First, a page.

<i>Aag (Fire)</i>. 1948. India. Directed by Raj Kapoor. Pictured: Kamini Kaushal (left) and Raj Kapoor (right).  Image courtesy of Indian International Film Academy
  • Fire

    1948. India. Raj Kapoor. 138 min.

Wednesday, January 11, 2012, 7:45 p.m.

Theater 3 (The Celeste Bartos Theater), mezzanine, The Lewis B. and Dorothy Cullman Education and Research Building

  • Fire

    1948. India. Directed by Raj Kapoor. "I'll never forget [Fire] because it was the story of youth consumed by the desire for a brighter and more intense life. And all those who flitted like shadows through my own life, giving something, taking something, were in that film” (Raj Kapoor). This brooding, noirish melodrama is an ideal entrance point for audiences unfamiliar with Hindi cinema: it often feels like a 1930s Hollywood melodrama with an expressionistic twist. Kapoor stars as a theater producer, obsessed with the twinned ideas of ideal beauty and self-sacrifice, who meets and falls in love with three women named Nimmi at different phases of his life. In each instance she is taken away from him. Introducing two key themes for his future work—the love triangle and Kapoor’s casting of himself as a theatrical performer—Fire also represents one of Kapoor’s earliest experiments with heavily symbolic shots, in this case evoking the manifold meanings around fire. In Hindi; English subtitles. 138 min.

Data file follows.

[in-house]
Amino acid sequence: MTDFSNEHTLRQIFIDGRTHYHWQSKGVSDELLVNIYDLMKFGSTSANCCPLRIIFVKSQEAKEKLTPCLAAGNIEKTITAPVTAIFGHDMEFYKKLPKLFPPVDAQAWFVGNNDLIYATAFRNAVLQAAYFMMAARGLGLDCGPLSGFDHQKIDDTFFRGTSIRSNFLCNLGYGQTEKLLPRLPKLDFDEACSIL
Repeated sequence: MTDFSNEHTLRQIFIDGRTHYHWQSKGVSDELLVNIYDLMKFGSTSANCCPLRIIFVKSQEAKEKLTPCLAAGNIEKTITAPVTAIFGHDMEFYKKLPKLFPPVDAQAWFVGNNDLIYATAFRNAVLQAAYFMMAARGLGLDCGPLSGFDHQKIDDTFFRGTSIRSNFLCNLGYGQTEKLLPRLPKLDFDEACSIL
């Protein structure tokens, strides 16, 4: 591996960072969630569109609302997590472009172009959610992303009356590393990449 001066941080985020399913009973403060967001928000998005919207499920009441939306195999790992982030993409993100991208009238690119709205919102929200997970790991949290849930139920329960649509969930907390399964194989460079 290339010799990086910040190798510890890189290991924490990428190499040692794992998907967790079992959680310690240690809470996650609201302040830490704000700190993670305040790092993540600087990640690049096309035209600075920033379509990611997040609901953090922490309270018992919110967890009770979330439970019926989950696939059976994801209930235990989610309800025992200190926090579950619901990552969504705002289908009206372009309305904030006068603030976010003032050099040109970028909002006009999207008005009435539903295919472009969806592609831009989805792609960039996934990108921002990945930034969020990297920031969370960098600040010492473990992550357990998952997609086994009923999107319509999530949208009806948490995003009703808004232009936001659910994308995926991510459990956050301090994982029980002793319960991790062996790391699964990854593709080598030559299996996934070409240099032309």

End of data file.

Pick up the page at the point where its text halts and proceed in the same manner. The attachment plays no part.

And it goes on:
In the Film exhibition Raj Kapoor and the Golden Age of Indian Cinema

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